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The Quran describes Muslims as being nice to each other and harsh against the unbelievers (Q. 48:29 “Muhammad is the Messenger of Allah; and those with him are forceful against the disbelievers, merciful among themselves…”). Some may argue that it is wrong and unfair to look only at the Muslims’ harsh side and make a judgement. This article browses through Islamic history attempt to see how nice the Muslims have been to each other. The following is only a small selection of events that come to mind.

The Quran correctly says that reminders benefit the believers (Q.51:55 “And remind, for indeed, the reminder benefits the believers”). Let us hope that this reminder helps the unbelievers as well, although judging from how the West is dealing with Islamic invasion, this only seems more like a wishful thinking.

The Rashidun (the rightly guided) Era

There are conflicting reports about the nature of Muhammad’s death. Some Muslims insist it was a natural death while others (including Muhammad himself ) believed he was poisoned by a Jewish woman (probably a convert to Islam). Some even accuse Abu Bakr and Omar of plotting to assassinate Muhammad towards the end of his life. The Muslims’ split regarding succession surfaced immediately after their leader’s death and remains unresolved up to the present day. Abu Bakr’s era was marked with the a blood bath ( the Ridda wars) on a scale Arabia never experienced before.


The Umayyad’s Era

The Abbassid’s Era

The Ottoman’s Era

The Recent Futuhat (Conquests)

In Islamic terminology, it is wrong to call it invasion or occupation when Muslim armies invade and occupy a non-Muslim country; such actions are called “futuhat”. The word mean ‘openings’ and suggests that the country has now been opened to the Muslims and the blessings of Islam.

By Muhammad’s death, Arabia was already an Islam only region, therefore, all the wars that followed were Muslims vs Muslims wars. Once I read a Saudi account about the unification of the kingdom and was shocked to notice that they actually described their occupation of other towns as ‘futuhat’. The alliance between the house of Saud and the Ikhwan siege Muslim towns like Taif, Jedda and Mecca, conquered them, killed thousands of civilians and described their actions as ‘futuhat’. The description suggests that, from the Saudi perspective, the Muslim residents of those towns were actually not Muslims. Indeed, the civilian population of those towns were treated badly and thousands were butchered including women and small children. The Egyptian historian Al Gabarti gave a hair raising description of the Saudi conquest of Taif (1803 AD) and the rest of Hijaz. The atrocities of the Saudi/Ikhwan alliance were not limited to the Hijaz region but involved all of Arabia.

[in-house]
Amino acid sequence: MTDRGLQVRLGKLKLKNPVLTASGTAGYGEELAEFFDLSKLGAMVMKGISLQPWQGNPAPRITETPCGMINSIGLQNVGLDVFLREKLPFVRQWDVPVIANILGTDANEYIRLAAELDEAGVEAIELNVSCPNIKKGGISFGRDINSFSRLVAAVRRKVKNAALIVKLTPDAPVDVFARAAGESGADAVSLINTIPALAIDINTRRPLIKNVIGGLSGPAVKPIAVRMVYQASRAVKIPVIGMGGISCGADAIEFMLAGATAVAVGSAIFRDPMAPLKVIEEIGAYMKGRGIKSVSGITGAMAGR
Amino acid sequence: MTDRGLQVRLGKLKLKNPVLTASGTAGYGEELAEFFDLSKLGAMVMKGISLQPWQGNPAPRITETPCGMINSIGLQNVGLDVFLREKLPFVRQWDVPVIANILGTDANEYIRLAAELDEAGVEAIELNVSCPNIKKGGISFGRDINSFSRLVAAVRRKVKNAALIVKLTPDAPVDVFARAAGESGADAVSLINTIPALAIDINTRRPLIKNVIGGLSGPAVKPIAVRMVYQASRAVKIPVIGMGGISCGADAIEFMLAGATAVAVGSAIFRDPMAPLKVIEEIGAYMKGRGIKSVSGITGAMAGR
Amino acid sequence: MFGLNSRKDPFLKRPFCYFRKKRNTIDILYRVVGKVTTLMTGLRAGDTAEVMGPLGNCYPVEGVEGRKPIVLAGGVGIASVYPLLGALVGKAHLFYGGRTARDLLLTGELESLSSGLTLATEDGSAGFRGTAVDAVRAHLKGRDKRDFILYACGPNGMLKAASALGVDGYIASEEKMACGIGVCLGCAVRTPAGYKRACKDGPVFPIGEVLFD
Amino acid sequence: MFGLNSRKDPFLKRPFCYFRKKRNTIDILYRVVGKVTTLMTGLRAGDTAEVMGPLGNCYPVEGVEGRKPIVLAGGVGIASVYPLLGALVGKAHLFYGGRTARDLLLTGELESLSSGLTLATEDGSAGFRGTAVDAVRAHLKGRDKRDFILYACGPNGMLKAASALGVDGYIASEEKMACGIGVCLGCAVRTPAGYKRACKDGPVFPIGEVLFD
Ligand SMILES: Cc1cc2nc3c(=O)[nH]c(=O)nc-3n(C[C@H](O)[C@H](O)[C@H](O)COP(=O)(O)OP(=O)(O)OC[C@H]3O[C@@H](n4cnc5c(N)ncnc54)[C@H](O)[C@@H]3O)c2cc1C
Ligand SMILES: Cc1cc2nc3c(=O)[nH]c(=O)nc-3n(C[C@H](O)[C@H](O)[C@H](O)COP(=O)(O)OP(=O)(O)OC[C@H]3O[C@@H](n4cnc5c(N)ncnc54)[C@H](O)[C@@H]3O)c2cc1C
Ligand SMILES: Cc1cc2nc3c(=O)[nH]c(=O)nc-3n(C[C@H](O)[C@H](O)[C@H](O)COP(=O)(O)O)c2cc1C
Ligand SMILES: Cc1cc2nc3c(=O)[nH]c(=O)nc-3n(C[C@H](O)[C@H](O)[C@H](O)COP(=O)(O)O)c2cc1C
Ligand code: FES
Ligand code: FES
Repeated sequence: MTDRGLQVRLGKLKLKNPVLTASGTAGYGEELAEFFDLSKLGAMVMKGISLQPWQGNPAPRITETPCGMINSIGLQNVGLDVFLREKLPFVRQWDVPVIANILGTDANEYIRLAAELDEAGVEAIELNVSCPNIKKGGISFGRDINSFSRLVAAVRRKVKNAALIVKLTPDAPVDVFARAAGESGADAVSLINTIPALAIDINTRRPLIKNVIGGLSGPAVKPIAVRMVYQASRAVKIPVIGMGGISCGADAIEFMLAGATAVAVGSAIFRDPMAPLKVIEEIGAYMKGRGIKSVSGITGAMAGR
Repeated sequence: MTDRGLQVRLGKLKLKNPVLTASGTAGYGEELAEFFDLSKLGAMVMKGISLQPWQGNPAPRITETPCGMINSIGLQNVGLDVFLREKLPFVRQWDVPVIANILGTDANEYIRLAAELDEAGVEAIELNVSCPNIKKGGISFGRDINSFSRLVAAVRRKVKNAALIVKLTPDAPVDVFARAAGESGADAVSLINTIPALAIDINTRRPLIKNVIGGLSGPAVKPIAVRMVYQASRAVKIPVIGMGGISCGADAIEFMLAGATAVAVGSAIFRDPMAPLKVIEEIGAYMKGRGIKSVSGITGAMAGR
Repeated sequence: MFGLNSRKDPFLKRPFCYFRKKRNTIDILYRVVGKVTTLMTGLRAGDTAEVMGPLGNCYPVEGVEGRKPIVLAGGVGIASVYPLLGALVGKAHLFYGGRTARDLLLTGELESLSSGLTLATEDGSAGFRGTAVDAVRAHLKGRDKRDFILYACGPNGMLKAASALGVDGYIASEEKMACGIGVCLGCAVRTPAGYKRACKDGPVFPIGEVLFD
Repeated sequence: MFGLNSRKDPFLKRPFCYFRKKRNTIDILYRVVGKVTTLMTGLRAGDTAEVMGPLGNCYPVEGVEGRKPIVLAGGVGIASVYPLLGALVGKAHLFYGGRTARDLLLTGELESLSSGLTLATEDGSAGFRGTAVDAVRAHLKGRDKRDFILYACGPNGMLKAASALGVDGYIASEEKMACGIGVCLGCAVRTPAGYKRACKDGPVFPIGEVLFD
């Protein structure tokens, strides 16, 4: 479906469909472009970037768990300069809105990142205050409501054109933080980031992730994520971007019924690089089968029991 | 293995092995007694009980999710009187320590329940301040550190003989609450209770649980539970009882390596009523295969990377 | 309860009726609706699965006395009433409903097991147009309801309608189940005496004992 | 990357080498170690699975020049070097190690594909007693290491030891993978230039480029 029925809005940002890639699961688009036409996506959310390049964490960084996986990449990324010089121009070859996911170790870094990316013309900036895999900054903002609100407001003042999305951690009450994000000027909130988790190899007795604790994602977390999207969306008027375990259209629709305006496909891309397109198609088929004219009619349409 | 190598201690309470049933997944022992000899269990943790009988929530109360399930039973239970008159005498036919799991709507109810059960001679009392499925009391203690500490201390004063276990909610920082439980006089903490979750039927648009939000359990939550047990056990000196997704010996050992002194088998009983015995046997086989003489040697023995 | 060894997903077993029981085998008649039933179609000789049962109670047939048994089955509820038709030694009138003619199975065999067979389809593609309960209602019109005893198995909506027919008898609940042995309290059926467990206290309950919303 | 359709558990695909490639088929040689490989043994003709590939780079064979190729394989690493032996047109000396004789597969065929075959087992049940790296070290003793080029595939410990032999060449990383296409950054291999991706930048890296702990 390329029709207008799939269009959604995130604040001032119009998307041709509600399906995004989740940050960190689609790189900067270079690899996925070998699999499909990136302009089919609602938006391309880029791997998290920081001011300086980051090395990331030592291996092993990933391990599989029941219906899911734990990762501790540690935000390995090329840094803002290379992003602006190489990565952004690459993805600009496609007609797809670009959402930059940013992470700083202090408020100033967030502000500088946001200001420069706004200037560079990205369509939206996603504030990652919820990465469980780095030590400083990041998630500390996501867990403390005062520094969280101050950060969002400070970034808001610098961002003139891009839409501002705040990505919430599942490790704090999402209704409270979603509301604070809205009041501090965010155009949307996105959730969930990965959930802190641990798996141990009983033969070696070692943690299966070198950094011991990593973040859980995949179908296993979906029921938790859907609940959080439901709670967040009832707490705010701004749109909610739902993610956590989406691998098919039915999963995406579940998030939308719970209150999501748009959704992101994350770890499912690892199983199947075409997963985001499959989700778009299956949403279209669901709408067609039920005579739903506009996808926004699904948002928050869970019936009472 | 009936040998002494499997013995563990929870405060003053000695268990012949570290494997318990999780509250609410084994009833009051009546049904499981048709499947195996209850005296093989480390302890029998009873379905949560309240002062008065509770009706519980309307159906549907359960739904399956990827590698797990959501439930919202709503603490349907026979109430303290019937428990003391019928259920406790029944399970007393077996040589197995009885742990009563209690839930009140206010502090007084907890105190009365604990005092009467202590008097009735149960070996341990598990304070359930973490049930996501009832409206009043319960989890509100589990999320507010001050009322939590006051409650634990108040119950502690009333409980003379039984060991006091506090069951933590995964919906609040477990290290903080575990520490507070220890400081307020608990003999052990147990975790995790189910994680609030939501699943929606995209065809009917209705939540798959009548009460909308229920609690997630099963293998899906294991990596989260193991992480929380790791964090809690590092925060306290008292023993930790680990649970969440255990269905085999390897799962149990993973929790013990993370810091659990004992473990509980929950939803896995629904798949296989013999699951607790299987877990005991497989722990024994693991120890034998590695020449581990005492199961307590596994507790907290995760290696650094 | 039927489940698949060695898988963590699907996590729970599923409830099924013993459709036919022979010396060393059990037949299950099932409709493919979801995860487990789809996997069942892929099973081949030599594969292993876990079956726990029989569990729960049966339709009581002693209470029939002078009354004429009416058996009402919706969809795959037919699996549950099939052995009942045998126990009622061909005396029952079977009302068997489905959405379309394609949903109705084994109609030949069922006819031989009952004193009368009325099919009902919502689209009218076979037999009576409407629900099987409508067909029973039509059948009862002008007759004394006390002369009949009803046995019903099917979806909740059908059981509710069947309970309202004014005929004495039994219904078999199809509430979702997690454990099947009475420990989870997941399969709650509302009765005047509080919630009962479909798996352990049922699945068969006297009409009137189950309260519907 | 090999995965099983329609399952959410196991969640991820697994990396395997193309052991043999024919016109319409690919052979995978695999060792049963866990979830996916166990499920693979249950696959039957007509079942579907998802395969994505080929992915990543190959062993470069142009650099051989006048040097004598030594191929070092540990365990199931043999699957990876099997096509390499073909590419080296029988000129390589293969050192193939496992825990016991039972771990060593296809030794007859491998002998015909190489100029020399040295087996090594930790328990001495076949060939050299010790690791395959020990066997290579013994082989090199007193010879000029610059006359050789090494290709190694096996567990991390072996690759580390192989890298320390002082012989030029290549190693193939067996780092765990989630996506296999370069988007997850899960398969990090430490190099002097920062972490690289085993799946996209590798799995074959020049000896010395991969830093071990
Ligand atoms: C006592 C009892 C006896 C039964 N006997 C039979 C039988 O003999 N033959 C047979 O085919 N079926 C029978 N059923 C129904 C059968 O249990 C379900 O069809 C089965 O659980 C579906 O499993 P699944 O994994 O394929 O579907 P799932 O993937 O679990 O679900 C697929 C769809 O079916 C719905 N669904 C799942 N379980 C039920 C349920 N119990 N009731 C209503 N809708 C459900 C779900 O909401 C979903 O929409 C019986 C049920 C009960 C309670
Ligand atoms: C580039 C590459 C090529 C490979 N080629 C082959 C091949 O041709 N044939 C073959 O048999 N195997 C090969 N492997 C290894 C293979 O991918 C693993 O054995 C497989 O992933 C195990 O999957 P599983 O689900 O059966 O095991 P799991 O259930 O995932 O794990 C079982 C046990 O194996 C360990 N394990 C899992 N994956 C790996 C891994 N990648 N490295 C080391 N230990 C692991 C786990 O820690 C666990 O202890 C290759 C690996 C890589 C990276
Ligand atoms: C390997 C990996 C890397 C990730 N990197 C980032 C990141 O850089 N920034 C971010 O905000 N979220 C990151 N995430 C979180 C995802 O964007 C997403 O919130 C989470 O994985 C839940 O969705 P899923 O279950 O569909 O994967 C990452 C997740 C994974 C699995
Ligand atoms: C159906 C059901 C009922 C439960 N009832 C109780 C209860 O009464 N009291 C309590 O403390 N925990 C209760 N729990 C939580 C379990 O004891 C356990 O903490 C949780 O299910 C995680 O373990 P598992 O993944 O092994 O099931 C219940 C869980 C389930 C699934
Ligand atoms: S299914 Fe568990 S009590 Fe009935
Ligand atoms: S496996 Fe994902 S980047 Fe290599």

Interestingly, the Saudi leadership always sought a religious advice (fatwa) from the council of alma (scholars) before every conquest. Eventually, and after all the blood baths, King Abdul Aziz entered Mecca wearing the robes of Ihram, to comply with Islamic tradition! In preparation for Hajj in 1925 AD, and in keeping with centuries old tradition, the Egyptians sent their expensive ‘mahmal’ that included the hand woven dressing of Ka’aba. As the Egyptians entered the streets of Mecca, they were attacked and massacred by the Ikhwan who thought the Egyptians were not perfectly Islamic as they entered Mecca.

In fact, all the atrocities being committed by ISIS today are replicas of those committed by the Saudi/Ikhwan alliance over the last couple of centuries. No wonder that ISIS calls its occupation of new towns in Iraq and Syria as ‘futuhat’.

The Iraq/Iran war of the 1980s claimed far more losses than the Muslims’ wars against the Persians, the Romans, the Crusaders and the Mongols put together. The current Sunni Vs Shia conflicts may prove to be even worse. The recent Saudi interest in nuclear technology has nothing to do with Israel and everything to do with Iran. It just shows what is in their minds and how far the Muslims are prepared to go to eliminate the other Muslims.